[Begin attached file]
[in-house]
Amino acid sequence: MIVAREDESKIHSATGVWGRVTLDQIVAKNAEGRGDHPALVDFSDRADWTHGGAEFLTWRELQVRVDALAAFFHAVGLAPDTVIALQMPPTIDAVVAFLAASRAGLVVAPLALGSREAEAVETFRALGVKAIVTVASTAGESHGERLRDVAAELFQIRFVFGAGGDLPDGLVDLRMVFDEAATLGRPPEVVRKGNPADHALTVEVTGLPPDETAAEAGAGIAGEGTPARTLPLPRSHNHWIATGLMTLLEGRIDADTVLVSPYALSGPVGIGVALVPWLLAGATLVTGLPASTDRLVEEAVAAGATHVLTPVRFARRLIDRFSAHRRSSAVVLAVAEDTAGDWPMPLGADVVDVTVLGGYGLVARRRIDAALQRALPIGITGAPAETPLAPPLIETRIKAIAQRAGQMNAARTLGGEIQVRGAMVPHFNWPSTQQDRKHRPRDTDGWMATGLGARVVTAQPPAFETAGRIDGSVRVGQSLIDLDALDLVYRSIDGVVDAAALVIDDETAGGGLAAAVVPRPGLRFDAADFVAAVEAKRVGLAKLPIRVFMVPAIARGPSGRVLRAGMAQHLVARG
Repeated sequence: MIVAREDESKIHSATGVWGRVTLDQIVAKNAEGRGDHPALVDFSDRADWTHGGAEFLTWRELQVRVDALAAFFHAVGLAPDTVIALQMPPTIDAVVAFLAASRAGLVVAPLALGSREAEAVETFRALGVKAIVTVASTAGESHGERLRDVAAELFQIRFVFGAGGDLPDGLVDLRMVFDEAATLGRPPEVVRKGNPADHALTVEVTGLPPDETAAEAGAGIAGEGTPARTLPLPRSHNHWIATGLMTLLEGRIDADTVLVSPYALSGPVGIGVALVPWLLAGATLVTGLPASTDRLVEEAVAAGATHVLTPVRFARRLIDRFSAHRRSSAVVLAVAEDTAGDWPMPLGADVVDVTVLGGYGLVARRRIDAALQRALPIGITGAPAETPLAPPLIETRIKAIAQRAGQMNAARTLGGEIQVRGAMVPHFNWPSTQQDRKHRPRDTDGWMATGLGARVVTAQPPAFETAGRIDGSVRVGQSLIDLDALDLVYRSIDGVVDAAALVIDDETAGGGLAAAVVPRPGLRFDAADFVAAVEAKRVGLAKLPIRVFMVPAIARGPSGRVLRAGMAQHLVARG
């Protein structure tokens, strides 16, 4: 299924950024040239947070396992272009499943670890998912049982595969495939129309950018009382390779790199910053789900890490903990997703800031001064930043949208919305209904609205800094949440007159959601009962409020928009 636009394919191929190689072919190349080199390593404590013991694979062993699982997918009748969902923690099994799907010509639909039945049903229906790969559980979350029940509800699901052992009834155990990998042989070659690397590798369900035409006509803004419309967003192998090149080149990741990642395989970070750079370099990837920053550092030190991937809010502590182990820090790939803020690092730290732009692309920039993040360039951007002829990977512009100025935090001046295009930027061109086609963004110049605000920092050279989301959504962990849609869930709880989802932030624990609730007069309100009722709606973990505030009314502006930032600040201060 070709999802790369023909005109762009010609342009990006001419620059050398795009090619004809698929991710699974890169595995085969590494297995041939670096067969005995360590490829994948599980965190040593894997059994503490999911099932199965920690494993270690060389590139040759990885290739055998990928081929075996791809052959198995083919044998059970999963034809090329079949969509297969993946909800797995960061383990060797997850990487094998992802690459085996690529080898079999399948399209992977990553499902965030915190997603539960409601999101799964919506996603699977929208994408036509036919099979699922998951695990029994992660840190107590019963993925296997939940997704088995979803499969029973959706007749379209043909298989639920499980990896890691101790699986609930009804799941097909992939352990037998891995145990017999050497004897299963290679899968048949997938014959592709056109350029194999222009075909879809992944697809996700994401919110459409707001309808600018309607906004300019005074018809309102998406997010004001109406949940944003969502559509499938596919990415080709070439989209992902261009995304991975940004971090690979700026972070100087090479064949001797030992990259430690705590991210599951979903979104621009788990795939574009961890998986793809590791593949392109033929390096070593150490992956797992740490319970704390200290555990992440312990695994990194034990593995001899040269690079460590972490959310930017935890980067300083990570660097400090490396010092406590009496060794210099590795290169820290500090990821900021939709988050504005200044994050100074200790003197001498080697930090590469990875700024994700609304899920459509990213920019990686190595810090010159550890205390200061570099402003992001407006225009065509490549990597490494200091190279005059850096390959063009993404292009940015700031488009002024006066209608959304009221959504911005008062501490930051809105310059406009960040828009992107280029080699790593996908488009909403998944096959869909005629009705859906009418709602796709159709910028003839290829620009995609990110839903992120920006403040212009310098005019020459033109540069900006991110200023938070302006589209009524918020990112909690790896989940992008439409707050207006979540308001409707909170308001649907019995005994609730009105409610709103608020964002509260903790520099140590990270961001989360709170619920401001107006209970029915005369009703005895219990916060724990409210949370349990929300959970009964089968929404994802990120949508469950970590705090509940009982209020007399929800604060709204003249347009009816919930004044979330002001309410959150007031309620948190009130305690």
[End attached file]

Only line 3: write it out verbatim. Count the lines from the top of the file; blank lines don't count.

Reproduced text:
Repeated sequence: MIVAREDESKIHSATGVWGRVTLDQIVAKNAEGRGDHPALVDFSDRADWTHGGAEFLTWRELQVRVDALAAFFHAVGLAPDTVIALQMPPTIDAVVAFLAASRAGLVVAPLALGSREAEAVETFRALGVKAIVTVASTAGESHGERLRDVAAELFQIRFVFGAGGDLPDGLVDLRMVFDEAATLGRPPEVVRKGNPADHALTVEVTGLPPDETAAEAGAGIAGEGTPARTLPLPRSHNHWIATGLMTLLEGRIDADTVLVSPYALSGPVGIGVALVPWLLAGATLVTGLPASTDRLVEEAVAAGATHVLTPVRFARRLIDRFSAHRRSSAVVLAVAEDTAGDWPMPLGADVVDVTVLGGYGLVARRRIDAALQRALPIGITGAPAETPLAPPLIETRIKAIAQRAGQMNAARTLGGEIQVRGAMVPHFNWPSTQQDRKHRPRDTDGWMATGLGARVVTAQPPAFETAGRIDGSVRVGQSLIDLDALDLVYRSIDGVVDAAALVIDDETAGGGLAAAVVPRPGLRFDAADFVAAVEAKRVGLAKLPIRVFMVPAIARGPSGRVLRAGMAQHLVARG